Radio Free Europe's operation in Portugal is looking to a solid future having survived revolutionary turmoil and sporadic press campaigns through its 26 years of existence.
Even during 1974 and 1975, when Portugal appeared on the verge of becoming a Western outpost of Moscow-style Communism, it was remarkably free of harassment, without any of the sabotage threats, internal disruption, or sequestration of directors that plagued other foreign entities in Portugal during 1975.
RARET, as the Portuguese branch of FRE is known, is a company of Portuguese and American shareholders who receive no remuneration for their shares. It funnels $200,000 a year into Portuguese government coffers and valuable foreign currency into the economy through staff salaries.
It began operation in 1951, in the days when the Central Intelligence Agency covertly financed the operation of RFE and its sister organization, Radio Liberty.
A monitoring station was set up in Lisbon itself, manned by East European emigres and Portuguese technical staff. Its high-potency shortwave transmitter, designed to bypass jamming, was located in the Ribatejo flatlands east of the capitol.
Its task is to broadcast news, current affairs and light entertainment, relaying programs compiled in Munich conveying the Western way of life, to East European countries.
Until the April 25, 1974, military coup, the RFE installation operated, under the governments of Antonio Salazar and Mercello Caetano without any hitch. Even since the revolution; however, fears about the increasing potency of the Communist Party which controls 85 per cent of the labor force, and of the extreme left failed to materialize.
When the RFE contract came up for renewal in 1975, the military junta, then running the country, ruled that the operation should be allowed to continue.
A workers' commission set up by RFE staff after the coup made sure that the 284 RFE jobs are protected.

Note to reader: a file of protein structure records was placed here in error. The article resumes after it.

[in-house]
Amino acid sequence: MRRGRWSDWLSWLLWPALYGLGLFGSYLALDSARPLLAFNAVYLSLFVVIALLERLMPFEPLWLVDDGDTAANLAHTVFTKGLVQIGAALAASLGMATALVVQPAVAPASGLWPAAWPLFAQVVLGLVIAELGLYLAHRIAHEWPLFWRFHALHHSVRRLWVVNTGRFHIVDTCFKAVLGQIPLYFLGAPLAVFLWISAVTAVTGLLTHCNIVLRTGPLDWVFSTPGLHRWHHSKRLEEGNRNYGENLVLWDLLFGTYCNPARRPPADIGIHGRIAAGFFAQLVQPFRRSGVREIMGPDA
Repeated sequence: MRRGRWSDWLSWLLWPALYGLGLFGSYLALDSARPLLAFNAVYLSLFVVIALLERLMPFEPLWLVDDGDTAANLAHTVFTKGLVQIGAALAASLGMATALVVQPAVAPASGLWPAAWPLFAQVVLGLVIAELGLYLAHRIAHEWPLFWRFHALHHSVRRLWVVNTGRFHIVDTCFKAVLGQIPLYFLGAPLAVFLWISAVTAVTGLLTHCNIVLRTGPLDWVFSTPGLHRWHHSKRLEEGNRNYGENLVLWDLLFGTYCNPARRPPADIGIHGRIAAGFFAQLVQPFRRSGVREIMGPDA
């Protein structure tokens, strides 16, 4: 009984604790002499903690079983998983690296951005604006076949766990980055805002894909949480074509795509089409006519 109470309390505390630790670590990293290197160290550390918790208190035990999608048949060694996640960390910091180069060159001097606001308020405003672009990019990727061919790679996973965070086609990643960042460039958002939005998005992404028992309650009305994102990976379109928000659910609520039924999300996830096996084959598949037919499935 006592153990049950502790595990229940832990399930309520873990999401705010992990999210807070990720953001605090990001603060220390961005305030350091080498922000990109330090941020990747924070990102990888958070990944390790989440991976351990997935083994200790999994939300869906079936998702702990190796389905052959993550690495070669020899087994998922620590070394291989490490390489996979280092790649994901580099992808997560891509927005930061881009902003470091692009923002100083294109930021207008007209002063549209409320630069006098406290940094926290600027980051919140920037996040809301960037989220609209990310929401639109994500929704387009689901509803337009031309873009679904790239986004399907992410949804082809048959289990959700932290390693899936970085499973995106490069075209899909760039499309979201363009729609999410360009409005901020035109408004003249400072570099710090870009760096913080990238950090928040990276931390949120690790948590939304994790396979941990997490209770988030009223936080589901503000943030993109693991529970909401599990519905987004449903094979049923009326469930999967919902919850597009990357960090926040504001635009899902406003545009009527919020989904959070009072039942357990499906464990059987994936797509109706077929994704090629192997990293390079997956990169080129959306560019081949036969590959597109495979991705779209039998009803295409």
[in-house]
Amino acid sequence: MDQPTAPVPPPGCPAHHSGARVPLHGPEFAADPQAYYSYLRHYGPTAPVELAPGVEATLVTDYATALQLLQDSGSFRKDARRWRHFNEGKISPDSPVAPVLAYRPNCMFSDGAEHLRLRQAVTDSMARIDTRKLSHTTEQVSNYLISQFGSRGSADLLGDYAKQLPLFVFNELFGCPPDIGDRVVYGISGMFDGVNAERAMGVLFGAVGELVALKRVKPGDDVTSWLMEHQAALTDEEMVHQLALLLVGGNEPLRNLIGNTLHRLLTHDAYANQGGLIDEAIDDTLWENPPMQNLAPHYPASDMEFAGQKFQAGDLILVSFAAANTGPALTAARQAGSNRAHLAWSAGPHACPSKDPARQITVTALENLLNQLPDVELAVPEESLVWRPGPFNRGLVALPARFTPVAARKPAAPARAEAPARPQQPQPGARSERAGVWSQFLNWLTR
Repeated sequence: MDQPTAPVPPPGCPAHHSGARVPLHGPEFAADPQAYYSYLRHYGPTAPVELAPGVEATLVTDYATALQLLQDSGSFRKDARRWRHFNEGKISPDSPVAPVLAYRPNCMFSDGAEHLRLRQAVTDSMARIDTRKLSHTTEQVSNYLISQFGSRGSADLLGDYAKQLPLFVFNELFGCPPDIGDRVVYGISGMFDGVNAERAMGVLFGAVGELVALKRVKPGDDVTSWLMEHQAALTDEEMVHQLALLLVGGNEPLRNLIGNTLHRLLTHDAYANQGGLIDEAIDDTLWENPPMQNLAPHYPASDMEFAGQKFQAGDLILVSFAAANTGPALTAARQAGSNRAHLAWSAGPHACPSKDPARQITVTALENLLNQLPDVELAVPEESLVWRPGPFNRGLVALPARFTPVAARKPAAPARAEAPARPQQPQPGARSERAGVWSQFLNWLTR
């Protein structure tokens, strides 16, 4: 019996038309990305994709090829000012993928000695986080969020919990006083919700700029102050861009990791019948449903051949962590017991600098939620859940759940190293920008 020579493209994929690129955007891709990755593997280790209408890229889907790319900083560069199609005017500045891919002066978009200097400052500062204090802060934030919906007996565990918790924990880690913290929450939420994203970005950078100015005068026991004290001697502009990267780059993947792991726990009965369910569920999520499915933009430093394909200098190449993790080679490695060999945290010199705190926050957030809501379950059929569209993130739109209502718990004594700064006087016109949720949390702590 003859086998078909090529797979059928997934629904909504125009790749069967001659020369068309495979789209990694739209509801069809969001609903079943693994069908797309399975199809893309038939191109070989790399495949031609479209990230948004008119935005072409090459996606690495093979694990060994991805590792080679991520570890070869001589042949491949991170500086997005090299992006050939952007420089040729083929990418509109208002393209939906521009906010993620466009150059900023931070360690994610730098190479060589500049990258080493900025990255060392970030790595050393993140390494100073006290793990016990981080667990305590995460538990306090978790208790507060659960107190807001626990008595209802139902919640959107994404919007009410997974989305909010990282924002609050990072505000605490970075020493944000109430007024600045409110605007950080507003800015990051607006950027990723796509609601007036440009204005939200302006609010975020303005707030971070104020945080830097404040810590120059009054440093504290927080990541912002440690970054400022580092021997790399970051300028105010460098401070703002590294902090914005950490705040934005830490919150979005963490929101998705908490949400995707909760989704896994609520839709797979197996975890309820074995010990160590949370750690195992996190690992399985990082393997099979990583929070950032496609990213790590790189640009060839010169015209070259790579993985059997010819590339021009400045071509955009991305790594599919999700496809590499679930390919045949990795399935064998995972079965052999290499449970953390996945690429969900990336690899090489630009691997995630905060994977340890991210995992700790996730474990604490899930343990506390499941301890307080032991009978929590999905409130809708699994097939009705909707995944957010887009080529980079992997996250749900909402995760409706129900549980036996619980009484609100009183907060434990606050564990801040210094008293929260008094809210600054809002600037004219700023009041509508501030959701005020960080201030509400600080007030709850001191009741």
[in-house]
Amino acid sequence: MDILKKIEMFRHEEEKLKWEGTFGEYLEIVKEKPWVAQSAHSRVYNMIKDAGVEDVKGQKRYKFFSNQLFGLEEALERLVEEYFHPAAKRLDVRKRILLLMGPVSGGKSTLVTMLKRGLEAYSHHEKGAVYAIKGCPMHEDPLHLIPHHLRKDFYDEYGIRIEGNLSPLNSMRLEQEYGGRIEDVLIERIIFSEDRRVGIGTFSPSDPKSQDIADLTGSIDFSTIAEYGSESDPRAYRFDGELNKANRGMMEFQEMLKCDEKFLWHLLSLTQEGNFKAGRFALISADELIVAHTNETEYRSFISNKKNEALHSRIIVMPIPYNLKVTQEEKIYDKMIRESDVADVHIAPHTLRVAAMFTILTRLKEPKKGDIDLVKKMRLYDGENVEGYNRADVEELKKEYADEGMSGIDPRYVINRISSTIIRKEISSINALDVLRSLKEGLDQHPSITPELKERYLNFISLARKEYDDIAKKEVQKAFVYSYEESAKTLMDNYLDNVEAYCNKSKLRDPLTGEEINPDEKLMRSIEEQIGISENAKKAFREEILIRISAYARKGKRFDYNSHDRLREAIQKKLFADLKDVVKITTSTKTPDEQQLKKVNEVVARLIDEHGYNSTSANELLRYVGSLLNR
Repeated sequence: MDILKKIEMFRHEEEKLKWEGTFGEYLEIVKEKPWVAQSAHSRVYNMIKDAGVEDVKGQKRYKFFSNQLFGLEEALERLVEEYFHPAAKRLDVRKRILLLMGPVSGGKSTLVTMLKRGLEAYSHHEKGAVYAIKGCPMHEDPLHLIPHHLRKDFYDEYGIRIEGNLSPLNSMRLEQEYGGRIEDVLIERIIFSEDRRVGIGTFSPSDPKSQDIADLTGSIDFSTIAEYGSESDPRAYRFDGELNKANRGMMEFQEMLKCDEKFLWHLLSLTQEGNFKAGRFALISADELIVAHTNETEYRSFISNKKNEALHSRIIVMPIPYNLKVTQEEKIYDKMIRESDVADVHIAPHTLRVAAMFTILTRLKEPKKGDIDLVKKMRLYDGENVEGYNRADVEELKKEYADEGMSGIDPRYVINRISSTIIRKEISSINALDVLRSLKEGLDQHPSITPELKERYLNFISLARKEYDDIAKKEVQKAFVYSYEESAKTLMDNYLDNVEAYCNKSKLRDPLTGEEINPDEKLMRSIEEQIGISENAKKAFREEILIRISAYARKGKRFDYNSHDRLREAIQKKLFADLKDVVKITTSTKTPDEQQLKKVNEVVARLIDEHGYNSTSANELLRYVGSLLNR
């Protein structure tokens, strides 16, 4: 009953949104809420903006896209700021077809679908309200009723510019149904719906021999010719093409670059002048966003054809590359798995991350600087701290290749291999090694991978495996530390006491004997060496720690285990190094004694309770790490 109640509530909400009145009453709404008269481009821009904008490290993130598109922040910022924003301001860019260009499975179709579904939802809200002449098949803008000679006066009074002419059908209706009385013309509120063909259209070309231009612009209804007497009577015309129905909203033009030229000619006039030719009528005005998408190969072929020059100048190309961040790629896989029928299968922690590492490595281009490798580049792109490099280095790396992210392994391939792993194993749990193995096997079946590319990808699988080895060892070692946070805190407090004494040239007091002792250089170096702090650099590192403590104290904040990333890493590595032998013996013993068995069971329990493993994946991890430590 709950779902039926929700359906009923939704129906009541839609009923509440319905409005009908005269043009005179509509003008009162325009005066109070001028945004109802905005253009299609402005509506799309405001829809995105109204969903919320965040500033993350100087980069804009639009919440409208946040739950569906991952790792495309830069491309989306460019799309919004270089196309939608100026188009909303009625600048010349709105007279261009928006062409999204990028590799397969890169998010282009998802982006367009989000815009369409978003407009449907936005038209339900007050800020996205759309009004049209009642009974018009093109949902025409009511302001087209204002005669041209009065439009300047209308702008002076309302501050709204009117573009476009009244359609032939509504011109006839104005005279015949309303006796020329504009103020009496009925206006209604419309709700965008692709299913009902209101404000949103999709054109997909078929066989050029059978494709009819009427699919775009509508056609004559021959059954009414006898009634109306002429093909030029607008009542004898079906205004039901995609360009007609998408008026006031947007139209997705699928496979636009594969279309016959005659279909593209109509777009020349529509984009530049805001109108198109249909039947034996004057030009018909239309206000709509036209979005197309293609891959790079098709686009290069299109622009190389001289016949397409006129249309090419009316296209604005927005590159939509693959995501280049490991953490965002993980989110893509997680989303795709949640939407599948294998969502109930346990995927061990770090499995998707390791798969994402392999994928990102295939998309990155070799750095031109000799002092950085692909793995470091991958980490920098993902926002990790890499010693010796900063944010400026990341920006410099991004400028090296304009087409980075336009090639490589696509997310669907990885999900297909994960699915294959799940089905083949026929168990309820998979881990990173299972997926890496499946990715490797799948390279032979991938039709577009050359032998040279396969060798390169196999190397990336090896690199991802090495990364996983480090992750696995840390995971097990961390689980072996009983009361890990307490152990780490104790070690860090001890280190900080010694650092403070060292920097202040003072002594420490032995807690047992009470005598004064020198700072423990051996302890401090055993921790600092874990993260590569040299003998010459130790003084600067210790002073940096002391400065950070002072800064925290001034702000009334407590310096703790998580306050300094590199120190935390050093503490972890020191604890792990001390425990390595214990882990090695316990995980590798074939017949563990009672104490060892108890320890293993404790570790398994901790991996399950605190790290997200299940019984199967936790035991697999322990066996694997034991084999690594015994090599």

The latest contract, signed Feb. 15, provides for compensation three to four times higher than Portuguese law requires for layoffs, a shutdown or dismissal without just cause.
The new contract calls for RFE to pay the government $200,000 a year for use of Portuguese territory. In addition, RFE's annual salary bill of $2 million helps Portugal get foreign currency it needs desparately for its balance-of-payments deficit, now more than $900 million.
The fee is to escalate if RFE increases operations, and President Carter's recent call for increased broadcasts - denounced last week by the Soviet Union - has spurred plans to install seven new transmitters starting three years from now.
RARET has also tried to improve social conditions in the still-backward Ribatejo region. It has set up medical services available to the villagers of Gloria and Castanhia, once afflicted by congential syphilis and appalling living conditions. It has established an industrial school for 250 pupils from the villages, with free lunches for the poorest and modern educational techniques.
The Portuguese Communist Party, meanwhile, refrains from taking public stands against RFE, although it discreetly hints that its presence is not desirable. The Communist-backed and far-leftist press has also circulated the view that a recent $300 million U.S. Treasury loan to Portugal was tied directly to renewal of the RFE contract.
But the money the operation provides is a substantial sum in a country that is economically crippled, and for the foreseeable future it appears free of the official Communist protests that are frequently made against RFE in Munich.